Foil: Your right to Know.
“Fairview Oval homeowners have asked a state judge to block a Ramapo land sale designed to bring a park to the village and extra land for development at a private school.
The legal action filed in New York State Supreme Court argues Ramapo sold municipally-owned parkland to New Hempstead without state Legislature approval. Parkland cannot be arbitrarily sold for development without the legislation declaring the land is no longer parkland.
The wooded 22 acres surround the Fairview Oval development of single-family houses. Ramapo acquired the property as part of the town approval of the development off New Hempstead Road in 1972.
The Ramapo Town Board declared the property surplus in April and approved selling the land to New Hempstead for $1.35 million. The town approved the price even though the land had been appraised at $3.4 million five years ago.
As part of the deal, New Hempstead would separately sell more than five acres for $1.2 million to the Yeshiva of Greater Monsey at nearby 667 New Hempstead Road. As part of the sale, the yeshiva has agreed in principle to finance access to New Hempstead Road from the park and improve the curve near the intersection with Pennington Way, officials said.
The yeshiva’s president, developer Joseph Kazamovsky, plans to develop hundreds of homes on the 130-acre former Minisceongo Golf Club property in Ramapo and the 34-acre former Matterhorn Nursery property in New Hempstead. Under Ramapo’s updated zoning for the area, developers must seek town board approval to build on property topping 20 acres before going before town land-use boards.
As for Fairview Oval, three residents − Stanley Iskowitz, Susan Iskowitz and Zvi Raskin − want to block the sale and maintain the property as wooded open space. Their Article 78 was developed by activist Deborah Munitz and attorney Bruce Levine.
The legal action asks a judge:
- to annul the Town Board declaring the land surplus on the grounds of being arbitrary and capricious and lacking state approval to sell parkland;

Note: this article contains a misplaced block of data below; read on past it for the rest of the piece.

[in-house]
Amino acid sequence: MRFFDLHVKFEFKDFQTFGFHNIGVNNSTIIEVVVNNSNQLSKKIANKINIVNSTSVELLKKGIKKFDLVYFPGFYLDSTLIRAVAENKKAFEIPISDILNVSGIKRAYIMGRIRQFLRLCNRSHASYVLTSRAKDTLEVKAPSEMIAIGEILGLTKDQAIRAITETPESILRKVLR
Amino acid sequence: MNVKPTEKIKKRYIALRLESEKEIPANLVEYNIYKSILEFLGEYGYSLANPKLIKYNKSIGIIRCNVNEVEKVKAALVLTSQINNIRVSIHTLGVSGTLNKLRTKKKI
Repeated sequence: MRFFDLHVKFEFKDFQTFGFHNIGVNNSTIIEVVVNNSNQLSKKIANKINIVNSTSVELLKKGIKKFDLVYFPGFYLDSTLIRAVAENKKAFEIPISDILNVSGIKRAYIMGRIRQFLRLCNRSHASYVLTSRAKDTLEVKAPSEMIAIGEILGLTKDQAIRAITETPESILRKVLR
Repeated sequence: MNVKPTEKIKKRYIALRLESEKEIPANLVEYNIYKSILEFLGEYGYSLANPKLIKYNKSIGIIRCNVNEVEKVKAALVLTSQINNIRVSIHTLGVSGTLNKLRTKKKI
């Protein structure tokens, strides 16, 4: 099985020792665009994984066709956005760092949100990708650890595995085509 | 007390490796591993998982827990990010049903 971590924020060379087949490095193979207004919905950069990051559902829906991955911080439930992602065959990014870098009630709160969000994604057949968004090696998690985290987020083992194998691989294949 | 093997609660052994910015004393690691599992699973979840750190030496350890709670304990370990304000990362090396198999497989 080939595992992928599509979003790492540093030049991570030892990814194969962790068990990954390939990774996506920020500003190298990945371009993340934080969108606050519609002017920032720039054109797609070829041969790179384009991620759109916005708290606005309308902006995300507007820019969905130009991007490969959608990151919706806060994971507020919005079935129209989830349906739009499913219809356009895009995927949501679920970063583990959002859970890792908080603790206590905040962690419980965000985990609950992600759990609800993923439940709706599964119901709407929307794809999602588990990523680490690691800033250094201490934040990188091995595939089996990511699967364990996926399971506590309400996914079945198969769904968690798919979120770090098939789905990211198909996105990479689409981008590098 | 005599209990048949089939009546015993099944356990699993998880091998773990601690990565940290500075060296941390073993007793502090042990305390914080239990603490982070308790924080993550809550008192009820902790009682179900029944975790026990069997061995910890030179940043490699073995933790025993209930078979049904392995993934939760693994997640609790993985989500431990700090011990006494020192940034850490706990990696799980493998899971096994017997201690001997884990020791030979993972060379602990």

- to annul the approval for failure to meet the requirements of the state Environmental Quality Review Act to identify and study any impacts on the environment and neighborhood.
Levine, a former county legislator representing Ramapo, said Monday they are concerned about clear-cutting the trees and the impact on the water system. He also has been involved in blocking a 477-home development at Patrick Farm with Munitz, a member of the ROSA grassroots environmental organization.
The plan “smacks of a predesigned deal pushed through by a developer without any concern for history, the land, or the local residents,” Levine said. “I do hope that wiser heads will prevail both in court and among the leaders of New Hempstead.”
Munitz said during an April public hearing town officials added the resolution to declare the land surplus at the last minute and didn’t give residents time to study the issue and the town to follow its own rules on selling taxpayer-owned property.
“For this reason, this land cannot be willy-nilly considered surplus land and sold off,” she said. “If the land were to be surpluses it would need to be sold in a way that guaranteed the best return to the taxpayers of Ramapo and there would need to be a process for that as well.”
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